And don’t fret if it all falls apart.

“Some of the best memories are from the burnt bread in the oven you forgot because you were in a great conversation,” Battista said. “Sometimes it’s the imperfection that makes the best experience.”

Sizzling Moroccan Shrimp, Fluffy Couscous and Rainbow Salsa

2 servings

2 sprigs fresh rosemary

2 cloves garlic

Sea salt

Olive oil

1 teaspoon smoked paprika

1 good pinch of saffron

6 large raw shell-on jumbo shrimp, deveined

2 oranges

½ cup whole-wheat couscous

14 ounces colorful mixed seasonal vegetables, such as peas, asparagus, fennel, zucchini, celery, scallions, red or yellow peppers

1 fresh red chili pepper

½ bunch of fresh mint (about ½ ounce)

1 lemon

2 tablespoons plain yogurt

1 pomegranate, optional

1. Strip the rosemary leaves into a mortar and pestle; add the garlic and pound into a paste with a pinch of sea salt. Muddle in 1 tablespoon oil, the paprika, saffron and a swig of boiling water to make a marinade. Cut 1 orange into wedges (leaving the skin on), toss with the shrimp and the marinade; allow to rest, 10 minutes.

2. Put the couscous into a bowl; add boiling water just until covered. Pop a plate on top and leave to fluff up, about five minutes. Take a bit of pride in finely chopping all your colorful seasonal vegetables and the chili pepper; put them into a nice serving bowl. Pick a few pretty mint leaves and put to one side. Remove the stems and finely chop the rest; add to the bowl. Juice the remaining orange and the lemon; add juices to the bowl. Add the couscous, toss together and season to perfection.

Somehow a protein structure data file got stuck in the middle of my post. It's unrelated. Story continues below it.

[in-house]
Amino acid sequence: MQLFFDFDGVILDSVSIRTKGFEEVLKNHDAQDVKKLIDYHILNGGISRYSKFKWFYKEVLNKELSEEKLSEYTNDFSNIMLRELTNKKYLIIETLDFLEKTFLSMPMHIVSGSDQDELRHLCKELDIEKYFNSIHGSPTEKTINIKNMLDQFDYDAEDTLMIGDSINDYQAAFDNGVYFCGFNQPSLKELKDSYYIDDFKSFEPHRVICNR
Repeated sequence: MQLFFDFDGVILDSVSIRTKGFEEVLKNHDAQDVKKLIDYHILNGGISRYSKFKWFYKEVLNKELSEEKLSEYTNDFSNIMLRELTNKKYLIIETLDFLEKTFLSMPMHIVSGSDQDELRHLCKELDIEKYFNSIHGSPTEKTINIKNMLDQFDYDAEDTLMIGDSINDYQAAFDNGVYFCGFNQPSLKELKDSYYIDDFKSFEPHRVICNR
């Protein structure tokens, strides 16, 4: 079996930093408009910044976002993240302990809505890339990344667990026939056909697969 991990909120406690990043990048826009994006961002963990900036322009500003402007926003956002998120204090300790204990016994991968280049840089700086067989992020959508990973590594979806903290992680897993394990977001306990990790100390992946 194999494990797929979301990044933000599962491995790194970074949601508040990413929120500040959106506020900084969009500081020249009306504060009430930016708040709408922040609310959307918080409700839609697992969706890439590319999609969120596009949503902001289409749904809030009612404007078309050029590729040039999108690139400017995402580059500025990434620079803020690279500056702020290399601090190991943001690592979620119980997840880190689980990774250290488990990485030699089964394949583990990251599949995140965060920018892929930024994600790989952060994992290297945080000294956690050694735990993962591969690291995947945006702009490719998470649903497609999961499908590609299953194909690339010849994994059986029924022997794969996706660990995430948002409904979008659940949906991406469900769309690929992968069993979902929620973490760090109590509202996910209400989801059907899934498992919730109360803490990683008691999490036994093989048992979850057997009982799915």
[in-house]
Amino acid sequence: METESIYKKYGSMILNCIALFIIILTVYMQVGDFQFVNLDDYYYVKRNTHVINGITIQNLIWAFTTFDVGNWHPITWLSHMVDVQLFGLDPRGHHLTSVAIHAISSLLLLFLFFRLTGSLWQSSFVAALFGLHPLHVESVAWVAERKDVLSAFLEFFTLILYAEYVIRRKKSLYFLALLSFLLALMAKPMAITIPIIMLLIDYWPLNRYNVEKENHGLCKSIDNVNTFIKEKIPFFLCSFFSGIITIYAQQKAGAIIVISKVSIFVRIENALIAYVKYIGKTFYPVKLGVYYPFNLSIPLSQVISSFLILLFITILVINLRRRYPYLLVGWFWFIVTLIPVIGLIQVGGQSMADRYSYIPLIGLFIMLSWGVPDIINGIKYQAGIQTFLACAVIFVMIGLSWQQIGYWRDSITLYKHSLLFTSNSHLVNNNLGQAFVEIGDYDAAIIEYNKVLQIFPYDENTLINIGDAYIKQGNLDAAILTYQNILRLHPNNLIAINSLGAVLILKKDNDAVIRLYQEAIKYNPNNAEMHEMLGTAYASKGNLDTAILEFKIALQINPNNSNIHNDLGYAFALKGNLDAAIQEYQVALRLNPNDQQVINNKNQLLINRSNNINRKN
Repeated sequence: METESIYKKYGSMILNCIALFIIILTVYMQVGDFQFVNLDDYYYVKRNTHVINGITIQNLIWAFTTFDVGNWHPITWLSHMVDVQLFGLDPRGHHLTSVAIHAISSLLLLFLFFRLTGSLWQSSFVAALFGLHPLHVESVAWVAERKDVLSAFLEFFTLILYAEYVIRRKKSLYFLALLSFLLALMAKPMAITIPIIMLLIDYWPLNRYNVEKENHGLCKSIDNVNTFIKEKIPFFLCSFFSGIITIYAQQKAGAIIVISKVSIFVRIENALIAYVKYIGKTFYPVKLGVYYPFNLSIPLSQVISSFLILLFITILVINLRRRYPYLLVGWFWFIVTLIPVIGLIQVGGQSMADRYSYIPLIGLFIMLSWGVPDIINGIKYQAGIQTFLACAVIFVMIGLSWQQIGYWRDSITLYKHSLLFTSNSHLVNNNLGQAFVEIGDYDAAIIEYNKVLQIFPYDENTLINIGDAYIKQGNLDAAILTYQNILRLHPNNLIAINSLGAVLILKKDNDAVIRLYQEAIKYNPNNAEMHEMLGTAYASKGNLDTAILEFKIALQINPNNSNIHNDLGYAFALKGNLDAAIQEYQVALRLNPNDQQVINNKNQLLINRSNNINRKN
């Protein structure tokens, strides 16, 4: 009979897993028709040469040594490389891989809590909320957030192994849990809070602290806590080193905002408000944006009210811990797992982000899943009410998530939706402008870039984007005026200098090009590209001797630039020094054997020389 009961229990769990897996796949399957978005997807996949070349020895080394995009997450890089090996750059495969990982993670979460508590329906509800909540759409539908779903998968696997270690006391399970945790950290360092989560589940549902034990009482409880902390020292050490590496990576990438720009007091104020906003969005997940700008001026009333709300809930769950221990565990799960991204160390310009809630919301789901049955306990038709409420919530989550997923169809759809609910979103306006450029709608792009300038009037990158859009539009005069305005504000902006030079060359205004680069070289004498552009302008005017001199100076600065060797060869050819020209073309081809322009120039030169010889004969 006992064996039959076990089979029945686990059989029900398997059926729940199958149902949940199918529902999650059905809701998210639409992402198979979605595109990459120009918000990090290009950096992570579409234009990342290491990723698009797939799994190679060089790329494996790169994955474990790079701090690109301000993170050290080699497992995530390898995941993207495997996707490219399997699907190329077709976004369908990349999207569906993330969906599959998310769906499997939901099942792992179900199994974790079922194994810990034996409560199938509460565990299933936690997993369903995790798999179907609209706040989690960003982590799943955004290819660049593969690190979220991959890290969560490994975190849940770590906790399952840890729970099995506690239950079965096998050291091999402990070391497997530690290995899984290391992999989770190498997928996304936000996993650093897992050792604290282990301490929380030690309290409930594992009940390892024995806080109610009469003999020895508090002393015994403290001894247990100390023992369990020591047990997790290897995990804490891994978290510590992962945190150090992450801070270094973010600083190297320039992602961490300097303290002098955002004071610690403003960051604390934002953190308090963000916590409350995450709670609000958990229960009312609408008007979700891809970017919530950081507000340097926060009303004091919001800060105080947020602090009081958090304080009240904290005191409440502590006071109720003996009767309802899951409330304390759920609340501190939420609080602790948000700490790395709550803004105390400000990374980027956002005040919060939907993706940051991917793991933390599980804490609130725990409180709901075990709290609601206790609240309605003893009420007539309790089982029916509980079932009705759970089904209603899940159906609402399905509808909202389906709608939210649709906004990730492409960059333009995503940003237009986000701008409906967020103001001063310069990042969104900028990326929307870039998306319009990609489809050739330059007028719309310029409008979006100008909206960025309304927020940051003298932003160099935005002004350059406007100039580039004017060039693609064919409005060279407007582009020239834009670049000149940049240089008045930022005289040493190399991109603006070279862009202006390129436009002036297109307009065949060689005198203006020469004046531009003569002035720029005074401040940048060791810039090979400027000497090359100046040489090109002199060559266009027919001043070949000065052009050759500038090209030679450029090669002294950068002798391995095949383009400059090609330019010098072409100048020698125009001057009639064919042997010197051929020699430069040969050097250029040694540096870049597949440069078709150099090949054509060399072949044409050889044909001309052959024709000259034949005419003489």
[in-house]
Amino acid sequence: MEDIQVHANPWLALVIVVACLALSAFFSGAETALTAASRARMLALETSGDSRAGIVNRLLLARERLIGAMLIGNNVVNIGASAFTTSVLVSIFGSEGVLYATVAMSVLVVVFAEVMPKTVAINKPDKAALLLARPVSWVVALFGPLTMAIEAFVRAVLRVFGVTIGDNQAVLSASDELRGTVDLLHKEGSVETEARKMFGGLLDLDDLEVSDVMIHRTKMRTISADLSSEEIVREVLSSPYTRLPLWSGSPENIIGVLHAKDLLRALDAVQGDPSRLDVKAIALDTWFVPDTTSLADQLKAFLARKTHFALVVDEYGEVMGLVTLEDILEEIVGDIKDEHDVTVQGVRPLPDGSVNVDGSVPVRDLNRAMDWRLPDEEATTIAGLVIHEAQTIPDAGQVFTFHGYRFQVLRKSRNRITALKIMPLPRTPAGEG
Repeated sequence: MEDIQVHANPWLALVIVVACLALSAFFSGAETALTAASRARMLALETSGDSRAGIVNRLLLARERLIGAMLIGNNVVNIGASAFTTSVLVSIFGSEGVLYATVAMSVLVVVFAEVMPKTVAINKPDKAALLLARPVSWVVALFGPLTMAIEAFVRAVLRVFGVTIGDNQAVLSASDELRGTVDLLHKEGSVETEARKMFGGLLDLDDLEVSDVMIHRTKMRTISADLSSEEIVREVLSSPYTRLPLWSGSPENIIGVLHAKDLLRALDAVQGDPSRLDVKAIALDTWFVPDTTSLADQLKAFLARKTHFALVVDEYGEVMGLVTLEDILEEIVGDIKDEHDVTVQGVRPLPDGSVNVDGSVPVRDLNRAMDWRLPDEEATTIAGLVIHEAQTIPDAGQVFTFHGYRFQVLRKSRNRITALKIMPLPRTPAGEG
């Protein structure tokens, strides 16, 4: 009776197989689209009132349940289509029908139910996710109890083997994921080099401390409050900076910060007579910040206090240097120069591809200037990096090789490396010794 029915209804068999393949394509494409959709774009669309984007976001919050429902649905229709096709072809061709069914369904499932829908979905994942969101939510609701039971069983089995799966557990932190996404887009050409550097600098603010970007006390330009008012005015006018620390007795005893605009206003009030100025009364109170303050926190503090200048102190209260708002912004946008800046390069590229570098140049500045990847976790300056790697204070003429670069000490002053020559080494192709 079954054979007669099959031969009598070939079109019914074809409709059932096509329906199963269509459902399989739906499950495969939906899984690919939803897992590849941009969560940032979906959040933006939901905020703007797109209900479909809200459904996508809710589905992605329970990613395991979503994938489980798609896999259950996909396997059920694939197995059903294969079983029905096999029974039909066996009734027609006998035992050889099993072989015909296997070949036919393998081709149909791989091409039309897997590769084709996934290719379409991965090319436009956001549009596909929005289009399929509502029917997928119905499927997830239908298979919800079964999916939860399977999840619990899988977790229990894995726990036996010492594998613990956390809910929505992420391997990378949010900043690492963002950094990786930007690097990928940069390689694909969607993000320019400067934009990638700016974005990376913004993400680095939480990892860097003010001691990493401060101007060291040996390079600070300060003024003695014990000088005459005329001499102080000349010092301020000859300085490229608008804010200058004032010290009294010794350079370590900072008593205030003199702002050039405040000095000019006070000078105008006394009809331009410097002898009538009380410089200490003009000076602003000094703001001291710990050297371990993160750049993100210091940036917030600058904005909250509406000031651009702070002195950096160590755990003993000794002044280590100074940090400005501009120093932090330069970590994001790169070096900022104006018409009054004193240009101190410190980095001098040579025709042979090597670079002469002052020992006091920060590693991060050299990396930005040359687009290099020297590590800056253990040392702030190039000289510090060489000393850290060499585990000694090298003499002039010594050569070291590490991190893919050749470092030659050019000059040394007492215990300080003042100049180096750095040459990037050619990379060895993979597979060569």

3. Put a large nonstick skillet on high heat. Add the shrimp, marinade and orange wedges; cook until the shrimp are gnarly and crisp, four to five minutes. Arrange them on top of the couscous. Dollop with yogurt, then halve the pomegranate and, holding it cut-side down in your fingers, bash the back so the sweet jewels tumble over everything. Sprinkle with the reserved mint leaves and serve.

Lobster Tacos with Green Onion-Cilantro Sauce

4 servings

This recipe makes enough to serve four, but you can save leftovers for lunch the next day.

Green onion-cilantro sauce:

6 scallions, roughly chopped

1 jalapeño roughly chopped

1 cup fresh cilantro, packed

½ cup vegetable oil

1/3 cup fresh lime juice

Kosher salt

Cilantro radish salad:

2 scallions, thinly sliced

½ cup roughly chopped fresh cilantro

1 bunch radishes, trimmed, thinly sliced

2 tablespoons lime juice

2 teaspoons vegetable oil

Kosher salt

Lobster:

1 tablespoon oil

Zest of 2 limes and 1 tablespoon lime juice

2 scallions, thinly sliced

12 ounces cooked lobster, chopped into bite-size pieces

8 corn tortillas

Lime wedges

Avocado slices

1. For the sauce, combine the onions, jalapeño, cilantro, vegetable oil and fresh lime juice in a blender. Puree on high until you have a smooth green sauce. Season to taste with salt. Set aside.

2. For the salad, gently combine the scallions, cilantro, radishes, lime juice and oil in a small bowl. Toss to coat; season to taste with salt. Set aside.

3. For the lobster, heat a medium skillet over medium heat; add the oil. Then add the lime zest and the scallions. Stir in the cooked lobster; gently warm the lobster with the onions and lime zest. Season well with kosher salt; sprinkle with the lime juice.

4. Heat the corn tortillas (You can either toast them in a dry nonstick pan on both sides or on a flat-top griddle).

5. Spoon some of the cilantro-radish salad onto the tortillas. Top with a generous amount of the lobster and then drizzle with the scallion sauce. Serve immediately with avocado slices and lime wedges.